Michael Weatherly

Michael Weatherly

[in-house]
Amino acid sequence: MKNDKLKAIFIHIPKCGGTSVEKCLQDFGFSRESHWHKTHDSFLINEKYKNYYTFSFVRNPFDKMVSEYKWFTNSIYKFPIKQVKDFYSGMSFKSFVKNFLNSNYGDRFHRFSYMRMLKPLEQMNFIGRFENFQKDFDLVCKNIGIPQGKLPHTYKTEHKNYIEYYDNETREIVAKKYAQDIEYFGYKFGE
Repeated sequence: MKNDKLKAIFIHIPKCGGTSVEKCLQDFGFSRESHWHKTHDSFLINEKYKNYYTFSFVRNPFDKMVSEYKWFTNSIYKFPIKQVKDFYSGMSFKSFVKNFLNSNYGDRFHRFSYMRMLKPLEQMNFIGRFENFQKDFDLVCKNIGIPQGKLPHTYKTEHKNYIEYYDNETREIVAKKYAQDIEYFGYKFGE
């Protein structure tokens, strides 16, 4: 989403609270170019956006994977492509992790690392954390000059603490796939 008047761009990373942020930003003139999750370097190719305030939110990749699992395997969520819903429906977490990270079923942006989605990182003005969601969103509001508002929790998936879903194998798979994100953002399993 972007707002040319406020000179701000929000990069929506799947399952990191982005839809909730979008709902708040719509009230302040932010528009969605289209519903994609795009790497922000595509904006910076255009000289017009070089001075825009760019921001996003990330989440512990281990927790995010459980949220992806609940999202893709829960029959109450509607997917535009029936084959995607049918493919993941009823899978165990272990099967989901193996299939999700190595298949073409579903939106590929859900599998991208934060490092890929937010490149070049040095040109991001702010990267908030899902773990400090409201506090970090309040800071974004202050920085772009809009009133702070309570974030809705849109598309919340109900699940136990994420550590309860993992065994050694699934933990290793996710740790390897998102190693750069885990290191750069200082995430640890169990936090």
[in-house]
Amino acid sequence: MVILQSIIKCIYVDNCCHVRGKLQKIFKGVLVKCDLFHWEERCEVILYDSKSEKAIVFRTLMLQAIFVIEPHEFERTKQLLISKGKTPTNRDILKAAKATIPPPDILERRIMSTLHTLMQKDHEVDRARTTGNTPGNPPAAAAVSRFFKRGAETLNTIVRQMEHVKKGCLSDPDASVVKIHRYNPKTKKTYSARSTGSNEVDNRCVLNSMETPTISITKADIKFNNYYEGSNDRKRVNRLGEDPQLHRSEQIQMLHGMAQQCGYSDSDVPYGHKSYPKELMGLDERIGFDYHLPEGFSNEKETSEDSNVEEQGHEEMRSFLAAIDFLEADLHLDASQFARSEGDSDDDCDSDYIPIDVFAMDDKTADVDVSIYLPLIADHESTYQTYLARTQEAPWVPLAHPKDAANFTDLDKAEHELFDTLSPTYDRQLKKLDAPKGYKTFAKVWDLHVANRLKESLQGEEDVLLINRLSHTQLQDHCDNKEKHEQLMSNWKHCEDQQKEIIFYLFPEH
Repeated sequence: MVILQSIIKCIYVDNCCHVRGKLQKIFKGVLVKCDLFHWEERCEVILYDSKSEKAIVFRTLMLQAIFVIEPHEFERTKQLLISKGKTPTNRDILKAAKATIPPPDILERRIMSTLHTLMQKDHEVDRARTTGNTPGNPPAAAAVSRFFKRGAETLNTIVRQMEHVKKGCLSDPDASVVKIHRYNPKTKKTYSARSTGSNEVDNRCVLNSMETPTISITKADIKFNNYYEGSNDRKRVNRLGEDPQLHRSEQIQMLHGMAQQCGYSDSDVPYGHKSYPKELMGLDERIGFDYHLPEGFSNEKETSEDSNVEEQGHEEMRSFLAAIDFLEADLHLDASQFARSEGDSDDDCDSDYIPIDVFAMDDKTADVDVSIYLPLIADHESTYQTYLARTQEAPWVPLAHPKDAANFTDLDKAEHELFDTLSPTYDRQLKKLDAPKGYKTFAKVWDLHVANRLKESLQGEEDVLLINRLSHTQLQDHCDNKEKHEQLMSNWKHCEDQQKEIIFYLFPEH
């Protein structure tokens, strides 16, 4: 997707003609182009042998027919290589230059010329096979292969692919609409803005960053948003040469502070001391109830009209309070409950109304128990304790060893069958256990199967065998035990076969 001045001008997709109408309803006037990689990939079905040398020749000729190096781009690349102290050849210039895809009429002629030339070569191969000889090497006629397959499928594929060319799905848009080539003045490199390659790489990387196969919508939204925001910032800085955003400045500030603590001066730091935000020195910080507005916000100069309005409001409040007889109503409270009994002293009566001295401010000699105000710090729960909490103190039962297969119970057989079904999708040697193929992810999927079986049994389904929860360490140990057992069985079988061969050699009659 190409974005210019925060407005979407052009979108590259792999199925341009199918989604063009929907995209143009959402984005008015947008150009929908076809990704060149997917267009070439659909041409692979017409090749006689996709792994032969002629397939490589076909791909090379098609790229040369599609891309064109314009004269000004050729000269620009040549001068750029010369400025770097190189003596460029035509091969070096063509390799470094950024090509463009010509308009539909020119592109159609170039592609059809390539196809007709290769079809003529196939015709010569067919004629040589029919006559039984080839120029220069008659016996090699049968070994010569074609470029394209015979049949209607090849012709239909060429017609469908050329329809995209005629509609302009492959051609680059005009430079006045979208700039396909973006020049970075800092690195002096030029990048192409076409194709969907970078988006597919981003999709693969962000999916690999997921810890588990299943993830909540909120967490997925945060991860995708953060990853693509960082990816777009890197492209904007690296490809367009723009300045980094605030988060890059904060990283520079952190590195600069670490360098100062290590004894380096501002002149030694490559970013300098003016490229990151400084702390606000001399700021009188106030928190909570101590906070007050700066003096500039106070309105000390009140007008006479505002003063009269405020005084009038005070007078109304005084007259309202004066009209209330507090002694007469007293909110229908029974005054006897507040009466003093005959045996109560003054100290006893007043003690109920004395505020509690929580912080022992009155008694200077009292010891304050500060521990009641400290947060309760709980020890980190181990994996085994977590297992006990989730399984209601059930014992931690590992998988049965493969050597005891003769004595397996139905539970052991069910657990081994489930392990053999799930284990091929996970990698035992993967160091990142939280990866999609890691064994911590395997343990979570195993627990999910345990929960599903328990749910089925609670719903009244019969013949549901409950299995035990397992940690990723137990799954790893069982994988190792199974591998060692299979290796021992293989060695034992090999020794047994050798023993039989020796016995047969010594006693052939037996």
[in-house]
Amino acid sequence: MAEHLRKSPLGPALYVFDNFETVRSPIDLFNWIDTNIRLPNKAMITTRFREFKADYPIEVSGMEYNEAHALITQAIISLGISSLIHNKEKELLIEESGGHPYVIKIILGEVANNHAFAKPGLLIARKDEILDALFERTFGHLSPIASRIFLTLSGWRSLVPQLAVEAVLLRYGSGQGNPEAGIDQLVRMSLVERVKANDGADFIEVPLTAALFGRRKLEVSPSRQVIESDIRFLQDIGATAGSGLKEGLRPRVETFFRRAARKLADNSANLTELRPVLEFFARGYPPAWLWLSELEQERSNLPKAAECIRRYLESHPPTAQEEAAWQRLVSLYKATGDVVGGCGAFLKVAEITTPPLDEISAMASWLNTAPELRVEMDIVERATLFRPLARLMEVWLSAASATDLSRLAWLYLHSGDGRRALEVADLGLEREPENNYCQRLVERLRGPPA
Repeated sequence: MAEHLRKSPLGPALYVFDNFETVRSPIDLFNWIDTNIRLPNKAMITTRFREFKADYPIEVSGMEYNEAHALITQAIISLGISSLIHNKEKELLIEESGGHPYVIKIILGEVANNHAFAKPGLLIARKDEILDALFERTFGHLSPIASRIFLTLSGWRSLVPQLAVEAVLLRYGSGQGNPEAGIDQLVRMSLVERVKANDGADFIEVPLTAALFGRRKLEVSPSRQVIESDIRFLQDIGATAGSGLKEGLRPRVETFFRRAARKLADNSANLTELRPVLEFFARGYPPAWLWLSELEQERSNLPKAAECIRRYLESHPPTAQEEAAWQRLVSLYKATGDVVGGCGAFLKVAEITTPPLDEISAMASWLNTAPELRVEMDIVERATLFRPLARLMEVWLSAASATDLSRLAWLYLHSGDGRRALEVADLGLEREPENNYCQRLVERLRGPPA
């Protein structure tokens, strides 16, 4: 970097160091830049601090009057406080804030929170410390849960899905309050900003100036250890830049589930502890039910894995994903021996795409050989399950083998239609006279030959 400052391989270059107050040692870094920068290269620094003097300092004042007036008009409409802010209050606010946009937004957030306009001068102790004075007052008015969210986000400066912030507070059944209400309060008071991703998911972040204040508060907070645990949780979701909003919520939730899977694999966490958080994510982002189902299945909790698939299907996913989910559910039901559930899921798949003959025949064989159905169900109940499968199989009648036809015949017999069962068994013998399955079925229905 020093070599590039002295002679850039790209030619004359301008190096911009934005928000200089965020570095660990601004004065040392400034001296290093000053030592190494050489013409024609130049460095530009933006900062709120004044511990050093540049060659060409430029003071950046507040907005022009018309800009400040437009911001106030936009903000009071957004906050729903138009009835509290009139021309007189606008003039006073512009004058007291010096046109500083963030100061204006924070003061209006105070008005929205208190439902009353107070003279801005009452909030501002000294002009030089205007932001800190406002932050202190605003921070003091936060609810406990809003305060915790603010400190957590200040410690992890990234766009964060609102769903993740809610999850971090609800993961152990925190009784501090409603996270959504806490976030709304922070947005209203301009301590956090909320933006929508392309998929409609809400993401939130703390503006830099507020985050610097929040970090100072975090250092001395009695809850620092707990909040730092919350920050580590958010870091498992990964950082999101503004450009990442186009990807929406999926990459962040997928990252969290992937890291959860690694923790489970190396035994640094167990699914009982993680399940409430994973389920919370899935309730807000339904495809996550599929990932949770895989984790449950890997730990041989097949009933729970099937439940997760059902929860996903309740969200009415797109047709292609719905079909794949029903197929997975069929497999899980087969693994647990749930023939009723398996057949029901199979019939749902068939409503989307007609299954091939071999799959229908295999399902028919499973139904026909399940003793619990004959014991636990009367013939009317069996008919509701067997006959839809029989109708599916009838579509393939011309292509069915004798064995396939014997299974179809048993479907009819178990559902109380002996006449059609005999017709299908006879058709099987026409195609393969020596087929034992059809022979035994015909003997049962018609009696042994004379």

To parents Michael Weatherly, Sr., the millionaire exporter best known for introducing the Swiss Army knife to America, and mother Patricia, Weatherly, Jr. was one of six siblings, comfortably raised in Southwest Connecticut's über affluent Fairfield community. When Weatherly announced his plans to quit his last year of college to pursue an acting career, his father threatened to disinherit him completely. When his son willfully accepted the condition, Weatherly, Sr. kept his word, but acknowledged his son's conviction for acting. Armed with his father's blessing, if not his financial protection, Weatherly finally began his career in earnest. Within a year, he landed his very first screen role: a small, but memorable debut in the penultimate episode of the long-running NBC comedy, "The Cosby Show" (NBC, 1984-1992) as Theo Huxtable's new roommate at NYU.Weatherly landed his first role as a series regular in 1992 on the moderately popular soap opera "Loving" (ABC, 1992-95). As the sensitive, brooding heartthrob Cooper Alden, Weatherly quickly became one of the show's major stars, thanks to his mass of swooning female fans. Weatherly stayed on as Alden until the end of show's run. In its final year on the air, "Loving" came back slightly retooled and with a new title, "The City" (ABC, 1995-96), in which Weatherly appeared as the same character on both shows. After "The City" was cancelled, Weatherly received handsome offers from bigger, even better known soaps, but turned them all down. Instead, Weatherly opted to take the oft-tried but rarely successful gamble of trying to make the transition from daytime to primetime.Relocating to Los Angeles in 1998, Weatherly was off to a promising start when he landed a lead role on a new romantic comedy, "Significant Others" (Fox, 1998), co-starring a then-unknown Jennifer Garner. Unfortunately, the show premiered to sketchy ratings which only tanked further with time. After six anemic airings, Fox finally pulled the plug. Luckily, Weatherly managed to rebound by landing a recurring role as Roy, the ex-husband of title character Jesse Warner on the sitcom, "Jesse" (NBC, 1998-2000). One the most hyped shows of the 1998-99 fall season, the short-lived Christina Applegate vehicle was a consistently mediocre show that lasted as long as it did due to its coveted Thursday night, post-"Friends" timeslot. Fortunately for Weatherly, the cancellation of the sitcom spelled bigger things for the actor, both professionally and personally, though he did not know it at the time.In 2000, the actor was cast to co-star on "Dark Angel," a sexy, new high-concept action-drama from director a post-"Titanic" hot James Cameron. Cast as Logan Cale, a paraplegic leader of an underground resistance movement, it was Weatherly's most prominent role to date. The show's star was Jessica Alba, a striking young newcomer starring in her first major role. Though 12 years his junior, Weatherly and Alba promptly fell in love during the filming of the pilot. The two were eventually engaged and would continue their relationship for most of the show's run - a union that delighted both the fans and the press.After a much ballyhooed premiere, the show's impressive ratings began to gradually dip as soon as the early buzz wore down, dropping by nearly a third. Though still respectable for the average show, it simply was not enough to continue justifying its sky-high budget. As the show's first season drew to a close, it became clear to Fox execs that what the network had in its lap was the most expensive cult show on television. Seeing no profit potential in continuing, Fox debated the show's fate well into the summer. Weeks passed without word from Fox about a second season. At this point, executive producer Cameron finally interjected himself into negotiations and assumed the role of 800-pound Gorilla in order to save the show. After dragging their feet for several more days, the network eventually relented and grudgingly renewed "Dark Angel" for a second and most definitely last season.Following the demise of his show and his noteworthy relationship with Alba, things did not bode well for the actor at this delicate time. Yet, once again, Weatherly weathered his personal and professional setbacks, finding the next big thing on the horizon. Hired for a two-episode stint in 2003 on the military law drama, "JAG" (CBS, 1995-2005), the story arc basically served as a springboard for a spin-off. Introduced as the wisecracking Agent Anthony DiNozzo, Weatherly and fellow guest star Mark Harmon established themselves and paved the way for the new show, which kicked off the following fall, entitled "NCIS" (a.k.a. "Naval Criminal Investigative Service") (CBS, 2003-). "NCIS" premiered strongly, thanks to the built-in audience it inherited from "JAG" Not only did "NCIS" manage to maintain almost all of the old "JAG" audience, it actually built on it, surpassing its predecessor in popularity.With what appeared to be a bona fide success under his belt, Weatherly began to look for side projects during what little downtime he had between filming seasons of "NCIS." In a bit of inspired casting he played leading man Robert Wagner in the Hollywood biopic "The Mystery of Natalie Wood" (ABC, 2004), directed by Peter Bogdanovich and starring Justine Waddell as the titular doomed film star. Ironically, the real life Wagner would go on to make several guest turns on "NCIS" as Anthony DiNozzo, Sr., the father of Weatherly's character. As his hit series enjoyed its seventh season, the actor delivered an intense performance as the estranged son of an aging mobster in the little-seen crime drama "Charlie Valentine" (2010). Meanwhile, "NCIS" continued its steady climb in the ratings to become one of the most popular shows on television, although after 13 seasons, Weatherly chose to leave the still-thriving series for a new challenge. Weatherly next joined the series "Bull" in the title role of Dr. Jason Bull, a headstrong young doctor based in part on the early career of series co-creator Phil McGraw.